FTC cannot receive monetary relief under FTC Section 13b

The Supreme Court unanimously ruled that Section 13 (b) of the Federal Trade Commission Act does not give the Commission the power to evade administrative procedures and seek fair monetary relief directly in the federal courts.

Section 13 (b) of the FTC Act provides that if the Commission “has reason to believe that any person, partnership, or corporation is violating, or about to violate, any law enforced by the Federal Trade Commission. . . in appropriate cases, the commission may seek an injunction and, upon proper evidence, the court may issue an injunction. ”For over four decades, the Commission has relied on this section to bring consumer and antitrust lawsuits directly to federal courts for interim relief Obtaining rulings and financial relief, such as reimbursement and levy, and brings “far more cases to court than through the administrative process”. And along the way, the Commission has received billions of dollars in discharge and has secured $ 11.2 billion in consumer refunds in the last five years alone.

In 2012, the commission filed a complaint in federal court against Scott Tucker and his companies, citing Section 13 (b), alleging that their short-term lending practices were deceptive and unfair and in violation of Section 5 (a) of the FTC Act. In a summary judgment, the District Court upheld the FTC’s motion for an injunction and financial appeal, ordering Tucker to pay $ 1.27 billion in refunds and levies to be used by the commission to “direct.” Consumer remedies “to provide. On appeal before the Ninth Ward, Tucker alleged that Section 13 (b) did not give the commission the power to seek the county court’s pecuniary relief. Following its precedent, the Ninth District stated that Section 13 (b) “empowers the district courts to provide any additional remedies necessary to achieve full justice, including redress.” The Supreme Court granted Tucker’s request for certiorari to address the recent split in the circuit regarding the “scope of section 13 (b)”.

As discussed here , During the oral argument, Tucker argued that because Section 5 (l) expressly empowers the Commission to seek “injunctions and other appropriate remedies” in the district courts against defendants who violate an administrative judge’s final injunction, and this provision has been changed Concurrently with the passage of Section 13 (b), Congress deliberately limited the Commission’s powers under Section 13 (b) to “permanent injunctions” only. On the other hand, the commission argued that the textual discrepancies reflected the functional differences between enforcing a lawsuit first through the administrative process or bringing it directly to the federal courts, and that Congress left the commission to choose by adopting Section 13 (b) , Enforcement options.

The Supreme Court eventually overturned the Ninth Ward ruling, concluding that Section 13 (b) “does not give the Commission any power to obtain fair monetary relief”.

In particular, the court found that Section 13 (b) not only refers to the ability to seek “injunctions” but, when looking at the rule as a whole, including its grammatical structure – “violated” and “about to violate” – 13 (b) “focuses on prospective and non-retrospective relief.” In addition, the court examined the structure of the law and the other provisions that expressly authorize the Commission to seek monetary relief in federal courts only after going through the administrative process and obtaining an injunction . This includes Section 5 (l), which authorizes the district courts to “provide other and other reasonable remedies as they deem appropriate,” and Section 19, which “permits such remedies as the court deems necessary to resolve the issue To repair consumer damage ”. On the basis of these provisions, the Court found it “very unlikely” that 13 (b) would enable the Commission “to obtain the same financial relief and more” without first meeting the conditions and restrictions for carrying out the administrative procedure under the Requirements to have to meet Sections 5 (l) and 19.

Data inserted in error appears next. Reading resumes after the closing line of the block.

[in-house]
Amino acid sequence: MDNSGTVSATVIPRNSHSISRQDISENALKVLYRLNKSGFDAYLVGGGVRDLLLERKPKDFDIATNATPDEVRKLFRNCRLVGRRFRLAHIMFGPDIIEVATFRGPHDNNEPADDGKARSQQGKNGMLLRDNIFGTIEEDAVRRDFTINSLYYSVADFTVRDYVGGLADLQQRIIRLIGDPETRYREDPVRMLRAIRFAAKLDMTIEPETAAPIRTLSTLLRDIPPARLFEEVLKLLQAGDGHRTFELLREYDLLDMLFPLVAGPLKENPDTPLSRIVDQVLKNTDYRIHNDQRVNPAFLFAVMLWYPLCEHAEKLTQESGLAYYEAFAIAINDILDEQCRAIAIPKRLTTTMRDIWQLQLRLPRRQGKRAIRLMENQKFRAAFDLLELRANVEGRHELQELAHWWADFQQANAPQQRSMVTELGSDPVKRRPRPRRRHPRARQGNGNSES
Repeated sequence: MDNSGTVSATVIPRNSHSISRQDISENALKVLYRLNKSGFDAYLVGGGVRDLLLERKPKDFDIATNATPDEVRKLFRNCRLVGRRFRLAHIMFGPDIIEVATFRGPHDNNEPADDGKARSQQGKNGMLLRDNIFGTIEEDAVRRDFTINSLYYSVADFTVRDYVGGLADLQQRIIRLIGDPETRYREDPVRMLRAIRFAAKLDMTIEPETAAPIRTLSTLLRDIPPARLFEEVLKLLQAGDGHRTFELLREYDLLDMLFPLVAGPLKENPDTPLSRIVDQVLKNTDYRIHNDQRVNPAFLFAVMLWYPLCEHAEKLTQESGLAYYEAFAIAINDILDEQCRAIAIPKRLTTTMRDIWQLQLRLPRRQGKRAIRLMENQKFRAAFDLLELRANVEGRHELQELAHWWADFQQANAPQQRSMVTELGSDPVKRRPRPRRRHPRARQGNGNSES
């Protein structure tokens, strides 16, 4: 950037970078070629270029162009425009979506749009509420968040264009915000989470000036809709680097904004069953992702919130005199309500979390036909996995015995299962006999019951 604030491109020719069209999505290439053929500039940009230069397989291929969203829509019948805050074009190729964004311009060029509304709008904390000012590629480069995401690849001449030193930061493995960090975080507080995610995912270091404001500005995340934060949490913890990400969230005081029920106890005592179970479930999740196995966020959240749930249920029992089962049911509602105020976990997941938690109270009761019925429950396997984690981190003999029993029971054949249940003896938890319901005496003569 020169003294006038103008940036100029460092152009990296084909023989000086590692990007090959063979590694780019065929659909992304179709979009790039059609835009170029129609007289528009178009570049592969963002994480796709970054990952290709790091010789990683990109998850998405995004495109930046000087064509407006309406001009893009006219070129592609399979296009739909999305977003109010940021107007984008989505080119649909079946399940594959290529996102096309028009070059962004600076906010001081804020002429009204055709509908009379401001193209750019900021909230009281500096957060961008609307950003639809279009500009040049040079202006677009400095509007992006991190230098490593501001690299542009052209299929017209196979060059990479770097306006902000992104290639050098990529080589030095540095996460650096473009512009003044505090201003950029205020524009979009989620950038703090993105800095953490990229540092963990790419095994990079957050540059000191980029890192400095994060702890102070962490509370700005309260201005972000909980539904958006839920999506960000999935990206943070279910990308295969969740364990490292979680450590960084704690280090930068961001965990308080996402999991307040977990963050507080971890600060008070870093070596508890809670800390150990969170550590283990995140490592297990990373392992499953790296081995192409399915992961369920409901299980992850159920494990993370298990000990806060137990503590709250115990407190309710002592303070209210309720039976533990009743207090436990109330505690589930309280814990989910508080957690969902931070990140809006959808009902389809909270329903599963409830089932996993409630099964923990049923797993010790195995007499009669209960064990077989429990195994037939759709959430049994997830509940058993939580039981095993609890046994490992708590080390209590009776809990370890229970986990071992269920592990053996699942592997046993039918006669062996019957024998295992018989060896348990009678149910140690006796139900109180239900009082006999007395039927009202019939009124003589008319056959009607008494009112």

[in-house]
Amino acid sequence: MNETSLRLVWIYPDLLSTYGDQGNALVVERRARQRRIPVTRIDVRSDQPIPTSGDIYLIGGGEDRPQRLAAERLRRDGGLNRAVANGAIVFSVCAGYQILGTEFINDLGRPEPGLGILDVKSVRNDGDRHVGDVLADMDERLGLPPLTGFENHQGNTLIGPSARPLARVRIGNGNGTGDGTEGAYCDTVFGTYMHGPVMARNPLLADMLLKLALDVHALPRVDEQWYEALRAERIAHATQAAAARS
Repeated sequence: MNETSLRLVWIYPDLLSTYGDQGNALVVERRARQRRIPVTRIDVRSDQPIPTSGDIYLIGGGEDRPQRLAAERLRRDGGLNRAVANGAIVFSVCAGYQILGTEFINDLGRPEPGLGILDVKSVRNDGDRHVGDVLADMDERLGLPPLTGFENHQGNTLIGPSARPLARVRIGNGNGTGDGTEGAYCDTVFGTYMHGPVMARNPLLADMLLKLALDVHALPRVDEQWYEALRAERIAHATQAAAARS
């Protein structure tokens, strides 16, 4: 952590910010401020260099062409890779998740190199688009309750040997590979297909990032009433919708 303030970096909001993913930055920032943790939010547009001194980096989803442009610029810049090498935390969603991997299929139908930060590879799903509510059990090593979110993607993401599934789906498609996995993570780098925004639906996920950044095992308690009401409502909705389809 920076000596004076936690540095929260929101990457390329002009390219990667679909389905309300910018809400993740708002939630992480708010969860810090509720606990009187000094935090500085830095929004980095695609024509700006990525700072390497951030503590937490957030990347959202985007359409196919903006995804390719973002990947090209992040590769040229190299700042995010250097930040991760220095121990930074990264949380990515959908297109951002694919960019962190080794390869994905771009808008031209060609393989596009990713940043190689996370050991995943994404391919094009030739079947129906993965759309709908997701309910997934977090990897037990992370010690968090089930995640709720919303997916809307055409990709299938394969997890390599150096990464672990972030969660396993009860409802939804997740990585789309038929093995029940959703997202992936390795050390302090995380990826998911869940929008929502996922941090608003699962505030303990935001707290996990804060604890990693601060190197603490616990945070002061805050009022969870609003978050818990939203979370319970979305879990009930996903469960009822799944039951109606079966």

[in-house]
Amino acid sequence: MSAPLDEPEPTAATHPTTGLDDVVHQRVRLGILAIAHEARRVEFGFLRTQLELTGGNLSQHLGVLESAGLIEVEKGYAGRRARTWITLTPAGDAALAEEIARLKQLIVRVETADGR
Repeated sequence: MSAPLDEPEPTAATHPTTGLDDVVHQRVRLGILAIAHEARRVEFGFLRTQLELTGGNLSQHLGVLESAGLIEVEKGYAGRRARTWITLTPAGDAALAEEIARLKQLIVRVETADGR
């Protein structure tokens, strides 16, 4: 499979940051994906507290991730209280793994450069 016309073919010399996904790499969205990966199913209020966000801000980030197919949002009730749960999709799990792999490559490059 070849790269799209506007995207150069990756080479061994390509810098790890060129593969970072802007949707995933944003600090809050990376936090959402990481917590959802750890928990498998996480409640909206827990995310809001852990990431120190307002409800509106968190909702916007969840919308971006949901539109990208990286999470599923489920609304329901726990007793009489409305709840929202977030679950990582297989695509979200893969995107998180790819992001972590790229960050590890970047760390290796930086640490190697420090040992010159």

The Court concluded that the Commission’s competence gap created by its decision can be closed by a legal regulation. Following the decision, Acting FTC Chairperson Rebecca Kelly Slaughter issued a statement calling on Congress to “act quickly and restore and empower the agency so we can heal unjustified consumers.” Until Congress acts, advertisers are likely to see more administrative proceedings with the FTC, as well as the Commission seeking alternative ways to claim funds that are no longer available under Section 13 (b). Chairwoman Slaughter reiterated during her inaugural statement on April 27, 2021 before the US House of Representatives Consumer Protection and Commerce Subcommittee on Energy and Commerce: “[A] A word on the other FTC agencies: we will use them all – administrative procedures, the penal authorities, more rule-breaking cases, more rule-making, more civil sanctions when we have special legal powers. But without action by Congress, none of these options will come as close to consumer protection and compliance incentives as our lost authority under 13 (b). I hope you will act quickly to restore it. ”To be continued, now in the halls of Congress.

The case is AMG Capital Management, LLC v Federal Trade Commission, File No. 19-508, 593 US__ (April 22, 2021).

© 2021 Finnegan, Henderson, Farabow, Garrett & Dunner, LLPNational Law Review, Volume XI, Number 134

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